We asked you, our readers, to send us your Rosh Hashanah cooking questions to our virtual bubbe, cookbook author and food writer Adeena Sussman. She shares her kitchen wisdom, tips for making your first brisket, which new fruits to serve and how to get your holiday cooking done ahead of time. For more questions and answers, visit forward.com/food.
My guests are getting bored with the “new fruits” selection at my Rosh Hashanah meals. How can I get back the magic?
I feel your pain. There was a time when a star fruit, pomegranate or doughnut peach would cause a frisson at the table. In these food-obsessed times? A yawn if you’re lucky. To generate some genuine tableside buzz, consider a schlep to the nearest Asian produce market, where you practically need a passport to navigate the exotic choices. For sheer drama, nothing beats a dragon fruit. Named for its scaly, pterodactyl-like exterior, this hot-pink specimen is as beautiful inside as out. Slice it open, and you’ll find a snowy flesh dotted with tiny black seeds, along with a floral aroma. The flavor’s quite mild, though, so pair it with other tropical selections on a fruit platter that will have even your most one-upping guests bowing in reverence.
Another underrated suggestion would be heirloom tomatoes. This year the High Holy Days dovetail with peak tomato season, and as we all learned in elementary school, tomatoes are members of the fruit family. Though it’s true that even a bruised, pale tomato can be delicious, in this case looks matter. Seek out bright colors (yellow, candy-sweet Sungold cherry tomatoes), stripes (Green Zebra or Speckled Roman) or — in the spirit of forgiveness — odd shapes and sizes, slice and top with a sprinkle of sea salt. Each variety tastes different, and if you haven’t had one yet this year, you can even lead everyone in a rousing rendition of the Shehechiyanu.
To channel Willy Wonka, conjure up a handful of red Miracle Berries (available on Amazon). Originating in Western Africa, where it is known as táami, this fruit contains a molecule that tricks the taste buds into perceiving sweet foods as sour, and vice versa. If only we could perform the same trick on difficult relatives.
I’m hosting my family for Rosh Hashanah for the first time, and I am overwhelmed whenever I look at a brisket recipe. Which cut should I buy? How do I ensure that my brisket is tender but not falling apart?
If meltingly rich, fork-tender meat with the consistency of braised short ribs (and an almost limitless calorie count) appeals, go for second-cut brisket, also known as the deckle. Marbled with fat, I like to think of it as “Jewish Wagyu,” but at bargain-basement prices. Second-cut brisket is less likely to overcook, so if you’re a novice this may be an especially reassuring option. Make sure to ask your butcher to reserve one for you, since they’re usually as elusive as Cronuts at noon.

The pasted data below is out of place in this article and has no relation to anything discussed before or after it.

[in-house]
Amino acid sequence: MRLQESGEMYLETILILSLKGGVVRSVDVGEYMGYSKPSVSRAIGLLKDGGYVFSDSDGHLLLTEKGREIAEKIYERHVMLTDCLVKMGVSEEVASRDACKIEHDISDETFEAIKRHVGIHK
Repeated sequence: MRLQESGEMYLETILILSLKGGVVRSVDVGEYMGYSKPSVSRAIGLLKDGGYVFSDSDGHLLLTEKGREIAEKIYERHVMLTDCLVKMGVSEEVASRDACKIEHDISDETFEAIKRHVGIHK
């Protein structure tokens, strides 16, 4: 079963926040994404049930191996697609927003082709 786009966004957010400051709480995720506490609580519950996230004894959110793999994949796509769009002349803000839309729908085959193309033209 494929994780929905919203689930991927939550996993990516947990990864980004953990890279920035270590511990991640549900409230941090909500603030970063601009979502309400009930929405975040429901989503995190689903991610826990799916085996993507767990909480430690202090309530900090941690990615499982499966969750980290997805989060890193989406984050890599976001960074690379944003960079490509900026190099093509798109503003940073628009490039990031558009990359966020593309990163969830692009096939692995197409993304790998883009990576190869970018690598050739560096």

For leaner, more traditional brisket, the first cut is the way to go. It’s more expensive, but unlike deckle cuts — which fall apart like ribs off the bone — a well-cooked and cooled brisket will slice up nicely. Whichever route you go, make sure to cook your brisket in advance, then allow it to cool in any cooking liquid at least overnight and up to two days. This helps the meat firm up and develop flavor, and also allows you more control over the amount of fat you skim (from the braising liquid of a first-cut) or trim (from a deckle cut).
Recipe choices are endless, but whatever you do, don’t cut any corners on cooking time; anything over 325 degrees Fahrenheit will result in tough, rubbery meat — not the way you want to herald the arrival of a new year. To reheat, warm in a low oven until the braising liquid — which probably will have gelatinized — is warmed through but not bubbling. Another option is to separate the meat from the cold liquid, let the brisket itself come to room temperature, and reheat only the sauce and pour it over the brisket.
The Holidays fall so close to the beginning of the school year and Labor Day weekend that I am afraid I won’t have time to cook a feast that week. What can I make that will freeze or refrigerate well and save me time during the chagim?
Fret not, humble cook. Many items can be made in advance to make meal day a simpler proposition: braised meat, especially brisket (see above) and short ribs. Remove from the freezer to thaw in the refrigerator two days before you plan to serve. Soups are also good prep-ahead candidates. Make a chicken stock weeks in advance, freeze it and defrost on a low burner. The day of your gathering, add whatever you’d like to enhance your dish: fresh carrots and celery, herbs, chunks of chicken and — of course — matzo balls. Defrosted, pureed soups (for example, carrot, butternut squash, mushroom) may need a few extra whirrs of the immersion blender before serving, but otherwise they’ll be as good as fresh.
You can also prepare grains, like quinoa, rice and couscous, up to two days in advance, then add seasonings, dressing and vegetables for a great, low-stress side dish or vegetarian main. And of course, there’s honey cake. As long as you wrap it, first in plastic wrap and then in foil, and unwrap before defrosting to avoid sogginess, none will be the wiser (except you). If the top of the cake looks a little dented, it’s nothing a dusting of confectioners sugar won’t remedy.